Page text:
Highway Rohbery

I thought the idea was to teach capitalism to North Korea, not to teach South Korea’s government how to expropriate and confiscate.

The government has asked the Federation of the Korean Industries (FKI) to help urge large companies to set up in the Gaesong Industrial Complex.

Most large companies do not want to do so, and they view the request of the government as “pressure.

The leader of the Gaesong Industrial Complex Support Team of the Ministry of Unification and an executive of Korea Land Corporation (KLC) early last month visited the FKI and asked it to encourage large companies to move into the complex.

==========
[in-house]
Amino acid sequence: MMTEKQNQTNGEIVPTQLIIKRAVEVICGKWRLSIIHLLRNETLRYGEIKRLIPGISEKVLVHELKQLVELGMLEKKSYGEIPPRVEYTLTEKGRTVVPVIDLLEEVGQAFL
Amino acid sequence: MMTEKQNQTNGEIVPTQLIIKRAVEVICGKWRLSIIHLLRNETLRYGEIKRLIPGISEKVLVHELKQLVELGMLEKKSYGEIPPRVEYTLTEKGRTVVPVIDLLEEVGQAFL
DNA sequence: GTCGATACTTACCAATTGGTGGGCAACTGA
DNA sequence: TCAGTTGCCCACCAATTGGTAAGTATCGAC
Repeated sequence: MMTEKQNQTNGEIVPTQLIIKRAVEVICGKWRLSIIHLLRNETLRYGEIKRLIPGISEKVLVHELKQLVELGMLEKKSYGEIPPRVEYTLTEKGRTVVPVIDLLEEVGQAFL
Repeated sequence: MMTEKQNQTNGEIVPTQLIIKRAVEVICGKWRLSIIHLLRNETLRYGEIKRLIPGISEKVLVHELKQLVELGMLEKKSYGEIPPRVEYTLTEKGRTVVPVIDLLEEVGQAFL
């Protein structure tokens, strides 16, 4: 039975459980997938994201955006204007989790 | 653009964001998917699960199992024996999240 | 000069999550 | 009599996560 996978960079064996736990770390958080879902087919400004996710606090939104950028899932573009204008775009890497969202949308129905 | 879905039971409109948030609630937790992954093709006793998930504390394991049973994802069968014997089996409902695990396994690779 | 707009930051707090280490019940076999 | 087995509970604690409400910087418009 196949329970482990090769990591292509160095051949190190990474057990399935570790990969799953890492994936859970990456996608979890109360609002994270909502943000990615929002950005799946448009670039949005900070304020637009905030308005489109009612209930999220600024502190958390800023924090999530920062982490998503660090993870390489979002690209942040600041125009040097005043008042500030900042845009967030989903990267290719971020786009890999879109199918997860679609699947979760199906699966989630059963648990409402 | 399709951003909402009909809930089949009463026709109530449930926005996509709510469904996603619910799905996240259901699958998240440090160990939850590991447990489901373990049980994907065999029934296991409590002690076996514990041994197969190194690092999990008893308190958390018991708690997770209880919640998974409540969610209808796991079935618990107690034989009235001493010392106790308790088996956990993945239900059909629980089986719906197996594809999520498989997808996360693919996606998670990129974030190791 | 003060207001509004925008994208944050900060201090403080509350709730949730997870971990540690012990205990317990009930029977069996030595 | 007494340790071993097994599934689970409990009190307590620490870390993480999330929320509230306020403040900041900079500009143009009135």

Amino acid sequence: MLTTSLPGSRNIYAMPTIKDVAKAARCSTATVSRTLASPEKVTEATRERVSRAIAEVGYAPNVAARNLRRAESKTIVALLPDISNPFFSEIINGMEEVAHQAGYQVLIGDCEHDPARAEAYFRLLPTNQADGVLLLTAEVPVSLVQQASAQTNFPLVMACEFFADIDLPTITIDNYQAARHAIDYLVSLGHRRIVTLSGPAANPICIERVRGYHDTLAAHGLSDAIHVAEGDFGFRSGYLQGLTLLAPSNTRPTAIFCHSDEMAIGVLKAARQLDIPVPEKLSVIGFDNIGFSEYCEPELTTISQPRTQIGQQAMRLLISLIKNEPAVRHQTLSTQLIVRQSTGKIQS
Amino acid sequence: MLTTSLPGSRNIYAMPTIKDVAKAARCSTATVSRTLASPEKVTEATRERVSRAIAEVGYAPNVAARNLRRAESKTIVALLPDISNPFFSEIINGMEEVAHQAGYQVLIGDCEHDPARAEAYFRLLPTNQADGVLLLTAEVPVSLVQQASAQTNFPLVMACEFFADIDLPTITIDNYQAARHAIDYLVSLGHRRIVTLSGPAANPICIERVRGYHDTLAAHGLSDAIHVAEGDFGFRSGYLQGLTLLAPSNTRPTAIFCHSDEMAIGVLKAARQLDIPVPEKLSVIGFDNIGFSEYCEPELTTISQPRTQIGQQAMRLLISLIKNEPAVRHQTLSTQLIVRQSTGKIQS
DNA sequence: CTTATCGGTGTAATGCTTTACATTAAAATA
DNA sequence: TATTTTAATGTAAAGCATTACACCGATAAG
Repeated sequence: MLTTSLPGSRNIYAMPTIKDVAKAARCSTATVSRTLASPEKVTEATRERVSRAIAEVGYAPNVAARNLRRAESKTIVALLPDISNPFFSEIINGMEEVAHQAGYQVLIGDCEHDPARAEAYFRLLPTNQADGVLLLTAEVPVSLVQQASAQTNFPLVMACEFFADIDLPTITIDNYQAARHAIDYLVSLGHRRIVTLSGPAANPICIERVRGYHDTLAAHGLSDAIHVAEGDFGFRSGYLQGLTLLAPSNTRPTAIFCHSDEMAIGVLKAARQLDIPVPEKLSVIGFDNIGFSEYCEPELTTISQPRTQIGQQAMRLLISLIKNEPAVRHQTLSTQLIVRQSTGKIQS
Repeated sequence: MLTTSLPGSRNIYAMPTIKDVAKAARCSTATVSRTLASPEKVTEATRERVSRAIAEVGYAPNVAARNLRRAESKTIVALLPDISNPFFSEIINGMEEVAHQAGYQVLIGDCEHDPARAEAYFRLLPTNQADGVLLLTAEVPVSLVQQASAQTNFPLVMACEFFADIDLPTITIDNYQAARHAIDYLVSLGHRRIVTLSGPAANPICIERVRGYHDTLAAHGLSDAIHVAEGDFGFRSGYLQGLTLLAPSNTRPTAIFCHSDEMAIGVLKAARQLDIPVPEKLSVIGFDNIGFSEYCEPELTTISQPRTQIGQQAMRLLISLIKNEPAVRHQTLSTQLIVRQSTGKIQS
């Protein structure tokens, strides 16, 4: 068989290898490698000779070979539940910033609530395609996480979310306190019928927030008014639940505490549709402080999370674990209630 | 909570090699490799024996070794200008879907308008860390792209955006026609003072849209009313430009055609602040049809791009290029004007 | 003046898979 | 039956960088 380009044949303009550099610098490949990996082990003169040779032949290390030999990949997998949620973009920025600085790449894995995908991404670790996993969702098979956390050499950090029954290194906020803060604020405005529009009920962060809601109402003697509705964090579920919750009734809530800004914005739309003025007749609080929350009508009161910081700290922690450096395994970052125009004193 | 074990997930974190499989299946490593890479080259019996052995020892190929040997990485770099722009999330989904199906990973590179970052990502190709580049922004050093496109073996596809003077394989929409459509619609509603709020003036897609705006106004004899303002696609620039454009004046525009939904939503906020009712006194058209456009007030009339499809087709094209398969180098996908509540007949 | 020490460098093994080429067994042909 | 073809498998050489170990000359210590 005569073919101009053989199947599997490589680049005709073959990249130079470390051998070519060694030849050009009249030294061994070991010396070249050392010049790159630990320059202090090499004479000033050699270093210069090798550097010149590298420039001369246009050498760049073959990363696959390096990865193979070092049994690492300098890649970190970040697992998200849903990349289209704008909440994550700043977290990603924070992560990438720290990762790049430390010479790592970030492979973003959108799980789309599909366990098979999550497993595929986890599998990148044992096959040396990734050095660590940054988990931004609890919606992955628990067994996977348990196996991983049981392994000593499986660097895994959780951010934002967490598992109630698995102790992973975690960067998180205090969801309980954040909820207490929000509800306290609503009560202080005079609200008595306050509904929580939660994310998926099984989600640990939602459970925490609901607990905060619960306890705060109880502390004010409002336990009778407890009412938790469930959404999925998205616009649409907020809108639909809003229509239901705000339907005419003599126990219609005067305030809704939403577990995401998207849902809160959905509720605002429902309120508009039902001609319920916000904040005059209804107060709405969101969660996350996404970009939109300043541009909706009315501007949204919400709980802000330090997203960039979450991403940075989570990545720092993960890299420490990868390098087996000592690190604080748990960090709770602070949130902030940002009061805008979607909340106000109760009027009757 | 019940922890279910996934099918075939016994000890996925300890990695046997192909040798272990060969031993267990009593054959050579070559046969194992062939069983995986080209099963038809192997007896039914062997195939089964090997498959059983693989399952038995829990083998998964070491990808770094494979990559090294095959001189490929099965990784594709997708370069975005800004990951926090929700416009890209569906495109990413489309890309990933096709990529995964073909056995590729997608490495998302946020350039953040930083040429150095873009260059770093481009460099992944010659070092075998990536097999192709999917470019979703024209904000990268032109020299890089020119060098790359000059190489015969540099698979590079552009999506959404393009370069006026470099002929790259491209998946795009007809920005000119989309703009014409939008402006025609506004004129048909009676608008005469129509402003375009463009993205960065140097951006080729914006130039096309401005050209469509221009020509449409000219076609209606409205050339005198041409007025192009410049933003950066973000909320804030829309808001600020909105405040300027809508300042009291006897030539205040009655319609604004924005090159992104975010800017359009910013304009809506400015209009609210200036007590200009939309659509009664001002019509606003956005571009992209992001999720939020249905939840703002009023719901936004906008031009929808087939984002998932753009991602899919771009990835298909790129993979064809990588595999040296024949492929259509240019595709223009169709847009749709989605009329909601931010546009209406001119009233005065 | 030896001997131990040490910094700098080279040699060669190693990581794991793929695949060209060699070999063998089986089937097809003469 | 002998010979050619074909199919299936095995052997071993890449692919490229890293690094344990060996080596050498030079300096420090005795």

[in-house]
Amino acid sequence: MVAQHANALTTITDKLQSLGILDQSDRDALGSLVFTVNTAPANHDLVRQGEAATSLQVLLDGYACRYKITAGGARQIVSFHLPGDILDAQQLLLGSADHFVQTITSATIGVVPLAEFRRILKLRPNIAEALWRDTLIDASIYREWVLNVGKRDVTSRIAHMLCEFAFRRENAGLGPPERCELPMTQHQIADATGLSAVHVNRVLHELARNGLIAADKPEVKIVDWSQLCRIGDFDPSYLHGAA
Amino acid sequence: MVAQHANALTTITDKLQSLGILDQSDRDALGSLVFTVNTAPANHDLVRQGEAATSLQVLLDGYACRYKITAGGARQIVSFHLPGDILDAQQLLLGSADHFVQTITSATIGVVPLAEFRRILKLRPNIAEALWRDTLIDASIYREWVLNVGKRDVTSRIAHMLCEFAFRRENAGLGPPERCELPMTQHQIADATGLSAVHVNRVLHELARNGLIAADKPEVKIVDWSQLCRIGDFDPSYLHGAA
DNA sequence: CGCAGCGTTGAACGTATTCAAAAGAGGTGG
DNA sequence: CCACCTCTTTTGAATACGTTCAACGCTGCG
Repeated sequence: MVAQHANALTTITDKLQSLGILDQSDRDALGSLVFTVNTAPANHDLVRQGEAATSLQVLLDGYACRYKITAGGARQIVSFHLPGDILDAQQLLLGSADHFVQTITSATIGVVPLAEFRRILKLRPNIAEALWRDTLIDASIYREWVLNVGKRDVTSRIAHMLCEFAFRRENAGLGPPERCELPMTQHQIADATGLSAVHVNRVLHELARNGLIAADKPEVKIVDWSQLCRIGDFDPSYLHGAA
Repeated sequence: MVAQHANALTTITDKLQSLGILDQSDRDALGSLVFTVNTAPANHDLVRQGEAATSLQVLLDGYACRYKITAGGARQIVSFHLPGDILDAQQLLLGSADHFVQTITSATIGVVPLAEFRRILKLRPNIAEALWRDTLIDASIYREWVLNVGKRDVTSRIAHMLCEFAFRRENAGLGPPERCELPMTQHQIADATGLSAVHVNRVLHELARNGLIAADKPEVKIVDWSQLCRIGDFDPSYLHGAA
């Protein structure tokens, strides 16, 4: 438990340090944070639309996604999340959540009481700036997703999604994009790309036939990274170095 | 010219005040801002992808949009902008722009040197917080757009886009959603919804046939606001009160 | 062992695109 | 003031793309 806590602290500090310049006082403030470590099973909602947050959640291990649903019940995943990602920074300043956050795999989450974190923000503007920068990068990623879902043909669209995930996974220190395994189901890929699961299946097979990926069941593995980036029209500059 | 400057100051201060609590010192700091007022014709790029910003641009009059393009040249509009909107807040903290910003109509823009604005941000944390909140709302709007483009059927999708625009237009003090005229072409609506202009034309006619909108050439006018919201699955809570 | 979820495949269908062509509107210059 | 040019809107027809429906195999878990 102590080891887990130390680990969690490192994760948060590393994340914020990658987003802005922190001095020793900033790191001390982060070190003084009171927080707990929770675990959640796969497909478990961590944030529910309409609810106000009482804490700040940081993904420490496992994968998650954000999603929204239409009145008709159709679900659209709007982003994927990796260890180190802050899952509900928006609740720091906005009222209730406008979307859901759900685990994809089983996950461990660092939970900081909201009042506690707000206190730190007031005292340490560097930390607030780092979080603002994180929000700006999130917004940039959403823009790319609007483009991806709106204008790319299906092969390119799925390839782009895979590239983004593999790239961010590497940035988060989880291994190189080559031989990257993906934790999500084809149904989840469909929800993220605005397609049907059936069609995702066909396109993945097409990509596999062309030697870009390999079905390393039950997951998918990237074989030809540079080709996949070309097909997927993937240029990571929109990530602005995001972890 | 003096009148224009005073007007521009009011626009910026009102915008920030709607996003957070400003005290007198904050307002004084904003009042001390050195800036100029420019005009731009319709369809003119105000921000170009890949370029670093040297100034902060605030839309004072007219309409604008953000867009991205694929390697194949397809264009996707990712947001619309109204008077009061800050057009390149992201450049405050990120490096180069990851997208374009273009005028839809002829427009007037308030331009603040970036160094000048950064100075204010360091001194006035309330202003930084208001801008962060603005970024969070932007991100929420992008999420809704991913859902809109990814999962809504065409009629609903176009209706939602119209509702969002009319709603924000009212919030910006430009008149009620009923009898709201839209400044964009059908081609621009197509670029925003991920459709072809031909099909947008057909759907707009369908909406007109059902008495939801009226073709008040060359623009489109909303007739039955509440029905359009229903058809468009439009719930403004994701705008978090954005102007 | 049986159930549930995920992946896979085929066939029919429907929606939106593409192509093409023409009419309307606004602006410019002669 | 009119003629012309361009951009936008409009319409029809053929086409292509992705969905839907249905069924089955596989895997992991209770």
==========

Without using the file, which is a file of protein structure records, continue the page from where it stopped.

Kaesong can’t be doing well at attracting foreign investment if the government is reduced to this. The problem is that no big South Korean corporations are interested.

However, large companies feel uneasy about the idea of entering the complex.

An executive of a large company said, “Due to international convention, major strategic materials are not allowed in the North. Therefore it is difficult to make investments in facilities within the complex. However, it is also difficult to turn our back on the government’s request.

Despite the problem, some large companies are expected to ultimately choose to go to Gaesong because of pressure from the government.

It also tells you much about relations between the U.S. and Korea, a nation whose defense the U.S. subsidizes, that South Korea is so insistent on going forward with essentially handing over its own subsidy to North Korea without making any demands about North Korea’s counterfeiting, technology transfers, or proliferation, not to mention labor conditions there.

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